Can individual programmes affect the power of a brand?

Last year ITV took swift action following the death of a contributor on The Jeremy Kyle Show. They quickly concluded that the programme could have tarnished both the channel and the company’s reputation.

Similarly individual programmes of particular quality or popularity can positively enhance a whole channel’s brand. BBC One just now is benefiting from the sustained rise in audiences to the main network and regional news programmes. The One Show has also seen a rise in ratings.

All this means the channel’s overall ratings are up despite the fact there are fewer new programmes than usual and one very prominent omission – EastEnders is down to two episodes a week and could come off air completely if production is unable to resume soon. So is BBC One without EastEnders unimaginable?

Well think back to 1985? The launch of the new globe coincided with the launch of Wogan and EastEnders. The BBC organised a publicity blitz around EastEnders, some of which was quite unusual for the corporation at the time. Unusually trails ran several weeks before the first episode but the off-air marketing was atypical too.

The BBC consciously wanted EastEnders to attract people who were more likely to watch ITV. The programme attracted coverage (positive and negative) in the tabloids.

Original producer Julia Smith even asked Radio Times to produce coverage more akin to TV Times which meant some articles about the programme seemed a little bit out of place in the magazine. Did this all inadvertently contribute to a perception, however misplaced, that BBC One was going downmarket?

Michael Grade was keen to get the ratings up but without sacrificing quality. He looked towards retiring turkeys and better scheduling. Even the row over Panorama‘s rescheduling quickly subsided once ratings improved. The marketing for EastEnders worked and after a few months it was gaining huge ratings. It underwrote other parts of the BBC One schedule.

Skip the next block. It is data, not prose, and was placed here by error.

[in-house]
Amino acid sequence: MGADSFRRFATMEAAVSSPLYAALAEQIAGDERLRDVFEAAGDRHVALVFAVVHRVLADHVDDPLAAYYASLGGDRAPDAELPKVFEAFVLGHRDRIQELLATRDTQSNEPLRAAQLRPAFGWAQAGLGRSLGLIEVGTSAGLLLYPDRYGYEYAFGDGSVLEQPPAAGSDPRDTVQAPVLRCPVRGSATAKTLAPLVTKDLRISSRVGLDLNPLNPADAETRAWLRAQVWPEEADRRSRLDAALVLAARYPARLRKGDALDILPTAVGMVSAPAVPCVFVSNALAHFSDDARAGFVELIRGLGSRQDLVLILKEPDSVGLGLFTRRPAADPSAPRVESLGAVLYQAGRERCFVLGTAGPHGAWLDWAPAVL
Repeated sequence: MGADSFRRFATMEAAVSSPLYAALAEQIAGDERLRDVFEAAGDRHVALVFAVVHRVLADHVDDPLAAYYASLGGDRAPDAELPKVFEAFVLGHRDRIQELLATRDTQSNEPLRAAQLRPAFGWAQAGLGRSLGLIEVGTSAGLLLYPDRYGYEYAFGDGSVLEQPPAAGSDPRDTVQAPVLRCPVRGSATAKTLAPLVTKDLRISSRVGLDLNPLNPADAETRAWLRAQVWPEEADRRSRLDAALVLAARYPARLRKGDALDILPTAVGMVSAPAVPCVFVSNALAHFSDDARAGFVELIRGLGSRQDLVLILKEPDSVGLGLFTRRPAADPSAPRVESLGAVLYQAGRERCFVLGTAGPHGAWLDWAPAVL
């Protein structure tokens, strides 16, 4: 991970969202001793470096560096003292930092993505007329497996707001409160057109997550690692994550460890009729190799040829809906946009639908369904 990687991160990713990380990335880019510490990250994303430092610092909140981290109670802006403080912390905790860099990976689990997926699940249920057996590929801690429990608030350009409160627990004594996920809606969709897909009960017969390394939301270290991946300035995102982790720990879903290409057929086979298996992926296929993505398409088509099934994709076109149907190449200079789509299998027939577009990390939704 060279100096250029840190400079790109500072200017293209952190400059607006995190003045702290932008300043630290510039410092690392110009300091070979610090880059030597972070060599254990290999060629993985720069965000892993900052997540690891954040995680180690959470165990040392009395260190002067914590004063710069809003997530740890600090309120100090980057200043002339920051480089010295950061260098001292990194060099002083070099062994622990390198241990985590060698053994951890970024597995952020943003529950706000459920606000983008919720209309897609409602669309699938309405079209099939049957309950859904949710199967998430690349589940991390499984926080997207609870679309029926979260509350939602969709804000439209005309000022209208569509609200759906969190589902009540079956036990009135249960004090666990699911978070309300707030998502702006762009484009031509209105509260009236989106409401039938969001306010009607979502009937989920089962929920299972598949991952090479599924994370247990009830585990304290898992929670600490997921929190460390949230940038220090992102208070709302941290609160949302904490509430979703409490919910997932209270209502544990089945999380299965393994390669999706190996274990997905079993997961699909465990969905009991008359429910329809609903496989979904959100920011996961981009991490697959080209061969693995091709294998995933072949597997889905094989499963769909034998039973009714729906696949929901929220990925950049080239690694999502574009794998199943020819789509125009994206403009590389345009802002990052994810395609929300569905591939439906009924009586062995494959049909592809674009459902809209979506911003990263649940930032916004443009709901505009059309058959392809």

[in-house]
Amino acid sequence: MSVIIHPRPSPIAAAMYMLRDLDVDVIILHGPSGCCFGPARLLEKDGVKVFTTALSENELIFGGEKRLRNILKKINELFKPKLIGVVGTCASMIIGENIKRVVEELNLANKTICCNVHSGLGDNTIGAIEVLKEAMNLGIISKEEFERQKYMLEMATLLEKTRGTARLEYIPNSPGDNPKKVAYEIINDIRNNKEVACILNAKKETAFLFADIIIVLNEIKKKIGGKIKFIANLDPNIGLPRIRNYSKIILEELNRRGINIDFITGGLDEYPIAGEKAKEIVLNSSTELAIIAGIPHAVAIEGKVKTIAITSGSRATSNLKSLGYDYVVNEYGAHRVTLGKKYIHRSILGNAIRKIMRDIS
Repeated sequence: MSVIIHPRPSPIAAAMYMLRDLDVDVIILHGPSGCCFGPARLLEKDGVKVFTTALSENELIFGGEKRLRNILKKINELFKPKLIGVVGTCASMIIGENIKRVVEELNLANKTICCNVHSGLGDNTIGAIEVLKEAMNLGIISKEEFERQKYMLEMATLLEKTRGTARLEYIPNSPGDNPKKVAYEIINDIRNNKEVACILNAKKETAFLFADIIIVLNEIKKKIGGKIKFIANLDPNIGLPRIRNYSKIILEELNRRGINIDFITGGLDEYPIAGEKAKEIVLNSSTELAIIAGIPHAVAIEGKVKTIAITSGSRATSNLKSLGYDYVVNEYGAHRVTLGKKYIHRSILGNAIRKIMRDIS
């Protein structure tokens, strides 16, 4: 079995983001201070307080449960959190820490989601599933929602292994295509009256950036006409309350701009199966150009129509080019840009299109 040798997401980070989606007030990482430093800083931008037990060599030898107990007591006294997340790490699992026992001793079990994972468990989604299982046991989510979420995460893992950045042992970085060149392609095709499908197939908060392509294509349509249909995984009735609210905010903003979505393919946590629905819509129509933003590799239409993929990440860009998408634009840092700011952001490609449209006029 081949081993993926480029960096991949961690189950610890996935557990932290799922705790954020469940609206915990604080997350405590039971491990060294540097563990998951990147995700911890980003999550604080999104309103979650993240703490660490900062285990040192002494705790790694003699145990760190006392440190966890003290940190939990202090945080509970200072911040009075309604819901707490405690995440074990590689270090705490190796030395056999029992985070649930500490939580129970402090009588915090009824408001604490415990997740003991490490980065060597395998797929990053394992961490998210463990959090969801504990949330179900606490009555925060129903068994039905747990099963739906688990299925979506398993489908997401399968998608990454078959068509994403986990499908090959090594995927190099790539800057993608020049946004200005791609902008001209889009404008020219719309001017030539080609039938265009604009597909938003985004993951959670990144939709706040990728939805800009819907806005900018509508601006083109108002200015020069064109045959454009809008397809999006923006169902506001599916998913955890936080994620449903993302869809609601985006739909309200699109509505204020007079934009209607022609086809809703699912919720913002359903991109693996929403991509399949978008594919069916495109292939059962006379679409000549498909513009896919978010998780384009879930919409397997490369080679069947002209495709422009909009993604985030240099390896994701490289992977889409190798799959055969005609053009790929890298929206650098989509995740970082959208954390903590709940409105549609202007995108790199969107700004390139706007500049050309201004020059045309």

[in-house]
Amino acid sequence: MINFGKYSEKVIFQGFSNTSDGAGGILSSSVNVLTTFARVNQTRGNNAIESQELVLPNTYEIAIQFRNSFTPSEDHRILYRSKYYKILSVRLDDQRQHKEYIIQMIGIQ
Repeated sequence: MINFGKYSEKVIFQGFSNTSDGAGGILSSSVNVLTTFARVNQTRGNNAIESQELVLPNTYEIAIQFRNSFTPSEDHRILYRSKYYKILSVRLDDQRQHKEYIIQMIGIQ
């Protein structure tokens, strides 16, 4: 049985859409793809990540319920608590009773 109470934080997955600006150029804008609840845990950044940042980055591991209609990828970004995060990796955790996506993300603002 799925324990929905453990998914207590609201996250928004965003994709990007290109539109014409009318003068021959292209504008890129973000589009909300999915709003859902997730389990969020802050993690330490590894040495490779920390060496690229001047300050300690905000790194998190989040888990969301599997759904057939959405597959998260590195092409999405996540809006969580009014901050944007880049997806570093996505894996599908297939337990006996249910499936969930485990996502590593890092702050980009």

It was a quality programme but did the marketing make it seem downmarket rather than popular? Did it contribute to a myth that the BBC was becoming just like ITV?  Did the COW globe – arguably the BBC’s classiest ident ever – become associated in some eyes with a rush to the bottom?

Now EastEnders is being rationed and there is a real chance it will briefly disappear. Naturally this will disappoint some but – in the short term at least – it will do little overall damage.

It is not BBC One’s top-rated programme and marketing can push the BBC’s big role in this crisis. Initially it would simply mean the loss of one popular programme and the disappointment this will bring. The strategic question might concern those who watch no other regular BBC shows.

ITV on the other hand is genuinely unthinkable without Emmerdale and Coronation Street – two shows cherished by the company and of huge commercial importance.

Should they disappear, ITV will genuinely seem very different for a few weeks.

But if any soaps should go, expect marketing blitzes when they return. Perhaps the 1985 blitz will be just a foretaste of “EastEnders: The Return”?



PICTURED: EastEnders titles. SUPPLIED BY: Online/BBC iPlayer. COPYRIGHT: BBC.

Posted by Andrew Nairn

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